AWM Media Outlook 2011 | Adweek AWM Media Outlook 2011 | Adweek
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AWM Media Outlook 2011

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AdweekMedia's Media Outlook for 2011 shows that spending in the coming year will likely hinge on three factors: Media innovation, marketing wars in several sectors and how many cars people buy.

Media technology will advance digital advertising in the form of more sophisticated demand-side platforms and exchanges. Experimentation with new display forms will also appear and perhaps even move the needle toward a greater balance with the search ad business. In print, tablet publishing will continue to hold promise for the challenged magazine industry. The iPad will have fresh competition, which will greatly broaden the overall tablet audience. Publishers have moved to reposition themselves for this sea change and expect spending on tablet advertising will begin in earnest in 2011. In the out-of-home sector, digital billboards, placed-based advances and increasingly sophisticated measurement are expected to grab buyers' attention in a bigger way.

Also driving spending, especially on the broadcast cable networks with the biggest reach, are marketing wars waged by the insurance, telecom and automotive industries desperate to gain and keep share. If the broadcast networks can retain viewers with improved programming fare, the gains in the upfront and scatter markets will continue into 2011. Cable will likewise see dollars flow its way as providers continue to push for pricing parity with the networks.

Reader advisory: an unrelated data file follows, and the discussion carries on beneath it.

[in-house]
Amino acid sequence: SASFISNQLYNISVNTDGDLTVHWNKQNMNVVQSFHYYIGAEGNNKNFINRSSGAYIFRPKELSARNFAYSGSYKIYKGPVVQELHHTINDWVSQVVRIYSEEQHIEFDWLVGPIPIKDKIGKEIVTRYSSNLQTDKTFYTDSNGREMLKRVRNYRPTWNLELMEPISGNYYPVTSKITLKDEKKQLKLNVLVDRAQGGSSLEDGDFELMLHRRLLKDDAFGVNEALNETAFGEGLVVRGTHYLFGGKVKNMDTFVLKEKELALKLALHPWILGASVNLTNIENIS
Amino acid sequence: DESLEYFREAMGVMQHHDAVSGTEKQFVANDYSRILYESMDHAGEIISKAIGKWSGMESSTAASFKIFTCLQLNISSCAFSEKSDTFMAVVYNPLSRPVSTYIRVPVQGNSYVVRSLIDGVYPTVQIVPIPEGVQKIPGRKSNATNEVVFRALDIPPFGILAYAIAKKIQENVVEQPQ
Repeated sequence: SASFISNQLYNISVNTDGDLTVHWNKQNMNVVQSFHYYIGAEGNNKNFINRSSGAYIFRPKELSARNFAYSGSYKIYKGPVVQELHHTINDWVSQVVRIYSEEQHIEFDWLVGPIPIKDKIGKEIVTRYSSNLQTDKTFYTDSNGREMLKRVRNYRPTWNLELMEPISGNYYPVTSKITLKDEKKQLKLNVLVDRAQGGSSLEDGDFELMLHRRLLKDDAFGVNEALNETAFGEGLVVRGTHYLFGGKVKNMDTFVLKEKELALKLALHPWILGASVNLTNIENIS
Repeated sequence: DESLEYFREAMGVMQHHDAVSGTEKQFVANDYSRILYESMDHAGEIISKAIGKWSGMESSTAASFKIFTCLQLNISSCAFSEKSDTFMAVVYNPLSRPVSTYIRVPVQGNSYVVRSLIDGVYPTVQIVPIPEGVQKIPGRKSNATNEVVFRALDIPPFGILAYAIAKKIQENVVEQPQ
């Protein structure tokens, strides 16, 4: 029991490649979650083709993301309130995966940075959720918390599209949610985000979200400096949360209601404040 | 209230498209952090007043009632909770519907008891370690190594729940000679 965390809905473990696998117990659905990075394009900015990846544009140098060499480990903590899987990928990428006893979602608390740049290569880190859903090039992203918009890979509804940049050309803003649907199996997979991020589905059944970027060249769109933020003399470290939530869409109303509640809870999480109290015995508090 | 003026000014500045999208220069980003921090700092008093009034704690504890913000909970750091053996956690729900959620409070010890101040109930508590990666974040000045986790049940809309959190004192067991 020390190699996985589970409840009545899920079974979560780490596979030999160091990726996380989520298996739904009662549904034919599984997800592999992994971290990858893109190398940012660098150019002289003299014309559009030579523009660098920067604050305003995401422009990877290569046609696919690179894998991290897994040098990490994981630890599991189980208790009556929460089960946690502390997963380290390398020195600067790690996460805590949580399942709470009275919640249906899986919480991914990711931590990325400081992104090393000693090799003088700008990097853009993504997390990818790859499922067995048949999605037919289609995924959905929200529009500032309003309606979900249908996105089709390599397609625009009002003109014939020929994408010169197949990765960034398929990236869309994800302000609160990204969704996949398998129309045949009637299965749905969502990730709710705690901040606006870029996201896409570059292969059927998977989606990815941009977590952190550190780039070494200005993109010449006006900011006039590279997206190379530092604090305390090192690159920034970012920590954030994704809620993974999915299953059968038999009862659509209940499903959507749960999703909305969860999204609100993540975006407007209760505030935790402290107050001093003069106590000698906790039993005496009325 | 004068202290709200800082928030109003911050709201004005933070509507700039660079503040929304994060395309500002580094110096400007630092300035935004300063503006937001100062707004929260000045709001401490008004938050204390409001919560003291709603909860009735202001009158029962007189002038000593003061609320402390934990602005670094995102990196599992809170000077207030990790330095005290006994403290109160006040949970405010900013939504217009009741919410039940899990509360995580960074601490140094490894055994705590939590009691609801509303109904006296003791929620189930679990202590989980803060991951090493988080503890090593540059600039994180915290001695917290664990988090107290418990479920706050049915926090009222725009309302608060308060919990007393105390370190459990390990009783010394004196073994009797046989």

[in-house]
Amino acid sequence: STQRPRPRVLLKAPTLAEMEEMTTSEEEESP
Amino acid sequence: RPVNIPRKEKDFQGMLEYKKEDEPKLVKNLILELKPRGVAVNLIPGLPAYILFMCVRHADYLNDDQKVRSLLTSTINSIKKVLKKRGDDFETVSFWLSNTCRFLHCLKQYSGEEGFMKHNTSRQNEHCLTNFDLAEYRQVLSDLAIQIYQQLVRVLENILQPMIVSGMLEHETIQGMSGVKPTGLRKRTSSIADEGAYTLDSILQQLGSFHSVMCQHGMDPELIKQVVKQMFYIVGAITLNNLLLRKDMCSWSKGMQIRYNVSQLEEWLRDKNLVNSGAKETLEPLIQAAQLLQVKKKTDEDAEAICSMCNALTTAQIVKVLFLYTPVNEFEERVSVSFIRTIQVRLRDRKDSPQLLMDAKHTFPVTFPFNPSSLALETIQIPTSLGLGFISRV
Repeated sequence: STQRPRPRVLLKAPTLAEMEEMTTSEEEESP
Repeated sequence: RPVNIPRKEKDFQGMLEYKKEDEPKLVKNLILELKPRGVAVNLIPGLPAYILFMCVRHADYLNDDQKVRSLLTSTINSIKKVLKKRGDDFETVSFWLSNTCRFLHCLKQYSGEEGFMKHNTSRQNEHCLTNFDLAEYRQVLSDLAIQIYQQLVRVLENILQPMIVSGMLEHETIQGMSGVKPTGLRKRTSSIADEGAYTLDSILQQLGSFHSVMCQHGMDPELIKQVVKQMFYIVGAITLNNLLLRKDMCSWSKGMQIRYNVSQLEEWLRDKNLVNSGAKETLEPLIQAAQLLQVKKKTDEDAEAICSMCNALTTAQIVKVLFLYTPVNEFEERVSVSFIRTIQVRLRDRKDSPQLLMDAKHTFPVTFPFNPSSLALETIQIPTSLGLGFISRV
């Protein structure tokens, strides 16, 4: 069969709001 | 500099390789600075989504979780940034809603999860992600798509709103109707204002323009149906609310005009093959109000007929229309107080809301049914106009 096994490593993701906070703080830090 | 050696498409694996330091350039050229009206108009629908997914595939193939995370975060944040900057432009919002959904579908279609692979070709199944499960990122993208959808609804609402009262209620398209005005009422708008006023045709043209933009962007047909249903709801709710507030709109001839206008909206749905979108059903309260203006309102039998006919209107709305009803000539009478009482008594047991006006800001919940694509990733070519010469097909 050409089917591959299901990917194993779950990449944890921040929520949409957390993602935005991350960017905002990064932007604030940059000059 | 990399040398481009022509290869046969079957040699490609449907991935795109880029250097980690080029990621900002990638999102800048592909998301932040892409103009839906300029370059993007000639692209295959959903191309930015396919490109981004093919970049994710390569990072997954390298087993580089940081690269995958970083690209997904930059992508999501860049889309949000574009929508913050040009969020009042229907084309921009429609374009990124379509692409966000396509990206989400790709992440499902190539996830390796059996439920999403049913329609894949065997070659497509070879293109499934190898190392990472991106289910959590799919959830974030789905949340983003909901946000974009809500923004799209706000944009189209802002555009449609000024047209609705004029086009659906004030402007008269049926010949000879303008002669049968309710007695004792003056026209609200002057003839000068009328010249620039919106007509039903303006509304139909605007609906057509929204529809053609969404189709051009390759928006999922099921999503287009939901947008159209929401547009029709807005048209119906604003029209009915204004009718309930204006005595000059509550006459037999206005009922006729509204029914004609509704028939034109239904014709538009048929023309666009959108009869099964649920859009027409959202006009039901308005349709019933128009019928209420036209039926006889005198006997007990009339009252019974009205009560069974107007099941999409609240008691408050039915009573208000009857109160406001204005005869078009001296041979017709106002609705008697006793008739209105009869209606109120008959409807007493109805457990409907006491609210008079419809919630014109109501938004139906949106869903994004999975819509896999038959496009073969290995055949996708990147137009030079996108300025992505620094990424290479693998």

Finally, cars will be a key driver for the local broadcast industry. Enjoying a banner year fueled by robust midterm election spending, radio and TV stations are expected to see a falloff in 2011. However, that could change if people continue to buy cars through the end of this year and into the early quarters of 2011 and auto mashes the pedal on local marketing dollars in support of those sales.

The one X-factor looming is a double-dip recession that could strip money out of the market and return conditions to 2009. Fingers crossed that fourth-quarter 2010 will prove those concerns unfounded.

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